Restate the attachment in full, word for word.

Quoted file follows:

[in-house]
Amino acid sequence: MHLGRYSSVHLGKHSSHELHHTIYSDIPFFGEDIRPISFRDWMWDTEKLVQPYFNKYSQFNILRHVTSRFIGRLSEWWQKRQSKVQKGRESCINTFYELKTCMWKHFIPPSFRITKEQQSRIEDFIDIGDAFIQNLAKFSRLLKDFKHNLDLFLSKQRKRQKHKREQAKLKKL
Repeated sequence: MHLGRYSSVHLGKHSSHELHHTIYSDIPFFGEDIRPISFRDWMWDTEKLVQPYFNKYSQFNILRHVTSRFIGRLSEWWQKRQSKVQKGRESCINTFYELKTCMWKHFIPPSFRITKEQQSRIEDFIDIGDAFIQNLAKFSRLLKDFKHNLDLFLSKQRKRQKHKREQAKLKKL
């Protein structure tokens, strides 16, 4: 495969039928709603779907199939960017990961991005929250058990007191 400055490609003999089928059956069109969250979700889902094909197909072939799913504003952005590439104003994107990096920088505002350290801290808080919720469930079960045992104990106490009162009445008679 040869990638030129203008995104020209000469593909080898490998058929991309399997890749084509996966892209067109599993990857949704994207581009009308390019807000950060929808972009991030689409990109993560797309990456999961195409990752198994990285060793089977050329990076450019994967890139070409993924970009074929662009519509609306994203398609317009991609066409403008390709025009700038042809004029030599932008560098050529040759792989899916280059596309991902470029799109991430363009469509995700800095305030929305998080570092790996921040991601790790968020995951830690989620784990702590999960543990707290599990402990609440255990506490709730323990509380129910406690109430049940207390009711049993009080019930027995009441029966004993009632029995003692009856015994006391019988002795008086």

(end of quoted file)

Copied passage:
[in-house]
Amino acid sequence: MHLGRYSSVHLGKHSSHELHHTIYSDIPFFGEDIRPISFRDWMWDTEKLVQPYFNKYSQFNILRHVTSRFIGRLSEWWQKRQSKVQKGRESCINTFYELKTCMWKHFIPPSFRITKEQQSRIEDFIDIGDAFIQNLAKFSRLLKDFKHNLDLFLSKQRKRQKHKREQAKLKKL
Repeated sequence: MHLGRYSSVHLGKHSSHELHHTIYSDIPFFGEDIRPISFRDWMWDTEKLVQPYFNKYSQFNILRHVTSRFIGRLSEWWQKRQSKVQKGRESCINTFYELKTCMWKHFIPPSFRITKEQQSRIEDFIDIGDAFIQNLAKFSRLLKDFKHNLDLFLSKQRKRQKHKREQAKLKKL
């Protein structure tokens, strides 16, 4: 495969039928709603779907199939960017990961991005929250058990007191 400055490609003999089928059956069109969250979700889902094909197909072939799913504003952005590439104003994107990096920088505002350290801290808080919720469930079960045992104990106490009162009445008679 040869990638030129203008995104020209000469593909080898490998058929991309399997890749084509996966892209067109599993990857949704994207581009009308390019807000950060929808972009991030689409990109993560797309990456999961195409990752198994990285060793089977050329990076450019994967890139070409993924970009074929662009519509609306994203398609317009991609066409403008390709025009700038042809004029030599932008560098050529040759792989899916280059596309991902470029799109991430363009469509995700800095305030929305998080570092790996921040991601790790968020995951830690989620784990702590999960543990707290599990402990609440255990506490709730323990509380129910406690109430049940207390009711049993009080019930027995009441029966004993009632029995003692009856015994006391019988002795008086």